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On 29 April, the burnt body of Karabo Mokoena was found a day after she had been reported missing, in the veld in Lyndhurst. #RipKarabo: A Twitter storm was ignited soon after Karabo’s body was found after it was declared that her boyfriend was the main suspect in the case. In addition the hashtag #MenAreTrash has also been trending on Twitter. The phrase, ‘Men are trash’ has offended some but others have pointed out that those offended by the statement, are the problem. So, what is meant by this?



Statistically, a woman is killed in South Africa every 8 hours, 50% were murdered by their intimate partner. This makes South Africa’s femicide (female genocide) rate five times higher than the global average. The #MenAreTrash movement highlights the dangers women face, not only in unfamiliar places but also at the hands of their loved ones. Being murdered by an intimate partner and loved one shows that domestic violence against women is still rife in the world – and it does happen all around the world. The number of American troops killed in Afghanistan and Iraq between 2001 and 2012 was 6,488. The number of American women killed by their current or ex-male partners during that time was 11,766. In perspective, 11,766 is nearly double the amount of lives lost in war circumstances.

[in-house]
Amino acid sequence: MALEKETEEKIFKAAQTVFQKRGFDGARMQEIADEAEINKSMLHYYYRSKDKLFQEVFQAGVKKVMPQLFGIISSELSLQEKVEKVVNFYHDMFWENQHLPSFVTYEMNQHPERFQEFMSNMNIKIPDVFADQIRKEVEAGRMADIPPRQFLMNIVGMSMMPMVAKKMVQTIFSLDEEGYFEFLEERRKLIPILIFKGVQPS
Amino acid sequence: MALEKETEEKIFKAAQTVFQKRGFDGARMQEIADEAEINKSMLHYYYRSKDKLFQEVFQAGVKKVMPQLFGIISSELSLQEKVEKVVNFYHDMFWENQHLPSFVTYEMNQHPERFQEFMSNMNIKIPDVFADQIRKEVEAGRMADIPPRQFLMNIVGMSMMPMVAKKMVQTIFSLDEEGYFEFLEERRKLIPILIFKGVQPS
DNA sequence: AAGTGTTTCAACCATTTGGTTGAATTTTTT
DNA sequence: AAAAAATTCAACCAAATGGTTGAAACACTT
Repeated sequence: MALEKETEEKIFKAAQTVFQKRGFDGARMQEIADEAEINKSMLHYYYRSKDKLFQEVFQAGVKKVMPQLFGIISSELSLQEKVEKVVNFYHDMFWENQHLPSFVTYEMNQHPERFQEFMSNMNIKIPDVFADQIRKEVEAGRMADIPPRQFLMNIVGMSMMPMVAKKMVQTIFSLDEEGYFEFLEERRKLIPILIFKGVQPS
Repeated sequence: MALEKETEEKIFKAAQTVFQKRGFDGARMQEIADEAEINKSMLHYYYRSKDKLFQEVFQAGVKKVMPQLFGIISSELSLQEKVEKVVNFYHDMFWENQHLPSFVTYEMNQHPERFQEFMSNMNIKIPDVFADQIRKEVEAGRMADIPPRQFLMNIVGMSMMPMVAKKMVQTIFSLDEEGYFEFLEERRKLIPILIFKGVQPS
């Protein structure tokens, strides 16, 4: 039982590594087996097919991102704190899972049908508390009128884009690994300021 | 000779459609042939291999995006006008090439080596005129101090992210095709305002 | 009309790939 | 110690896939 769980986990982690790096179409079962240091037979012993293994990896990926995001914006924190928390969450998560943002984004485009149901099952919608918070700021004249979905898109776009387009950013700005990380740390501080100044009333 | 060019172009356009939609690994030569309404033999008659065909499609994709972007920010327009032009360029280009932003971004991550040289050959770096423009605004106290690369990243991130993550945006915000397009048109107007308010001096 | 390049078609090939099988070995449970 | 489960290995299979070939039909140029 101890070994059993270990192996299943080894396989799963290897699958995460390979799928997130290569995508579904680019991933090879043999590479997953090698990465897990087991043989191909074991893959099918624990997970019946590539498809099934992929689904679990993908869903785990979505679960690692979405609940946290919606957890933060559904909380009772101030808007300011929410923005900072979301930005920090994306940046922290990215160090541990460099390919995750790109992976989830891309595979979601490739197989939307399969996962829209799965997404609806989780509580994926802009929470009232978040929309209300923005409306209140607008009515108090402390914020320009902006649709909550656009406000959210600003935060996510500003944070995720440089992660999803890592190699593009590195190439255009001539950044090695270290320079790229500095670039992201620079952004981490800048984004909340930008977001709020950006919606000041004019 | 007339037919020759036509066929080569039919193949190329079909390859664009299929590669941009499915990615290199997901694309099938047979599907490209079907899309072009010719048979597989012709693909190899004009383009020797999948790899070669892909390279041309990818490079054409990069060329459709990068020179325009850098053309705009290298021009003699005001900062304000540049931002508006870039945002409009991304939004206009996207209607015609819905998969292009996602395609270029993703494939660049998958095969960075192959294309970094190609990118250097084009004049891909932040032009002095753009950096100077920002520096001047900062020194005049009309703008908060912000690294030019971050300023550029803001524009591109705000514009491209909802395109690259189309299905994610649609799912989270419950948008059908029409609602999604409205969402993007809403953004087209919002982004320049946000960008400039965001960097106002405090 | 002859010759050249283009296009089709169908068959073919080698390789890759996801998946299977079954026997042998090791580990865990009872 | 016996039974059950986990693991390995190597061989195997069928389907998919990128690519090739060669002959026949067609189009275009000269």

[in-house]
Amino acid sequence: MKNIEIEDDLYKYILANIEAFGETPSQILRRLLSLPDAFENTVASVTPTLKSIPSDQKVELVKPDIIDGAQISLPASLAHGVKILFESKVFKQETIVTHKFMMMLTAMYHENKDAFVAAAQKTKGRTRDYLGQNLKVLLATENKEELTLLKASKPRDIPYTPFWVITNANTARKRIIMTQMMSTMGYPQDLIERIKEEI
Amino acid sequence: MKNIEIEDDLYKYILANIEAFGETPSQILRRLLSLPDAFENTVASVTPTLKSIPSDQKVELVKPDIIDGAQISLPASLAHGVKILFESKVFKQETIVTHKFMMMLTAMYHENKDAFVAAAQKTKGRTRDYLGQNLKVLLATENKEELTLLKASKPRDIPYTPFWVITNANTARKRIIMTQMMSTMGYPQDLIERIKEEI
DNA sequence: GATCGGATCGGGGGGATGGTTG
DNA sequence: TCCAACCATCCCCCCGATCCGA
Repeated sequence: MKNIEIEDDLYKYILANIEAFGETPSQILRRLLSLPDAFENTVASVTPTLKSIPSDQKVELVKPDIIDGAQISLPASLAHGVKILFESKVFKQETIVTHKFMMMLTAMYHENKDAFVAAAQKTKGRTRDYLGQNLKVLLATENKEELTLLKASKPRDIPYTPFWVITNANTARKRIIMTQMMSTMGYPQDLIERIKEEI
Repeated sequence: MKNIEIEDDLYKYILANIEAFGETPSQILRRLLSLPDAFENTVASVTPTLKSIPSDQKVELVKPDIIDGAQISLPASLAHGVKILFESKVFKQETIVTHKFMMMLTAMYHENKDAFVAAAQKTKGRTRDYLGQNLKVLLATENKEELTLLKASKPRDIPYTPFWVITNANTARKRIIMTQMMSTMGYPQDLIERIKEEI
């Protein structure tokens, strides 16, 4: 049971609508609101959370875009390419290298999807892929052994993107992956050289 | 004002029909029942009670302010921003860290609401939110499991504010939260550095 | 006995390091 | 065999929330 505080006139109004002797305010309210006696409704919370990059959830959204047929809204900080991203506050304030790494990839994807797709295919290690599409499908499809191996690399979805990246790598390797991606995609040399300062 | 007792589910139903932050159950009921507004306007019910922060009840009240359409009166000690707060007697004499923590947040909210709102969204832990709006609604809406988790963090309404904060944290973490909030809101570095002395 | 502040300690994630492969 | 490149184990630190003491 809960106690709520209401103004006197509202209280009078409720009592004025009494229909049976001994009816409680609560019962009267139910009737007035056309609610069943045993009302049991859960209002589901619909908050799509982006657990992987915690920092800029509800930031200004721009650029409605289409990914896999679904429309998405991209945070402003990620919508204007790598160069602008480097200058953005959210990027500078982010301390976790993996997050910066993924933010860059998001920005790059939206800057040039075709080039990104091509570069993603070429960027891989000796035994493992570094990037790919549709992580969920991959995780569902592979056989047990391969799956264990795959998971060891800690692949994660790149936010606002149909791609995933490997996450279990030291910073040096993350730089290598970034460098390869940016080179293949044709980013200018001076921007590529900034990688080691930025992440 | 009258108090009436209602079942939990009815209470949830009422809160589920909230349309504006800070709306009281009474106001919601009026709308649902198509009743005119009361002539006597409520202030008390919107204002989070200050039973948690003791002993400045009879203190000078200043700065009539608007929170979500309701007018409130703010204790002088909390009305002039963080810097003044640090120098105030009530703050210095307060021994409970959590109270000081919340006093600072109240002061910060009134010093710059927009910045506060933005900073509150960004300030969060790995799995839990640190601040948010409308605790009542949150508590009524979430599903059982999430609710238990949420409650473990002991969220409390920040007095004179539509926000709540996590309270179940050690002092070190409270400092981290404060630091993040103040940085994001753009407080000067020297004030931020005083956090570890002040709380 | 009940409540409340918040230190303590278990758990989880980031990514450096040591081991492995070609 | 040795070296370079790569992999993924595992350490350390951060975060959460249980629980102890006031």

The reason why men are fighting the #MenAreTrash generalization is because no man has ever had the opportunity to enter into the experience of being a woman. The response that, ‘Not all of us are trash,’ is irrelevant. #MenAreTrash is a movement, not a statement. It doesn’t mean that you in your personal capacity are trash, it means that men as an ‘organization’, ‘group’ or ‘collective’ are trash. It is a hard pill to swallow, to accept that you are a part of the problem whether you are abusing a woman or not. No one likes accepting the blame when you can justify that you are in fact ‘innocent’. This hashtag brings about the awareness that even if you are a man who has never abused a woman, you also need to ensure that your fellow men follows the same example. Through silence and complacence you become participants. 

So, that is what #MenAreTrash means. 

By: Kriszti Bottyan

My name is Kriszti Bottyan (23) and I am the Editor of Teenzone Magazine. This means that all content goes through me before it reaches you. I graduated from the University of Pretoria in 2015 and I am currently completing my post-grad in Applied Languages. I am admittedly addicted to E! but I am also into the more serious content about society and about topics concerning YOUR future. Ultimately, you are my number one priority. We have migrated to a digital platform that is more suitable to you, our readers. We are continuously grateful for your support and in return promise to deliver. We will not disappoint!


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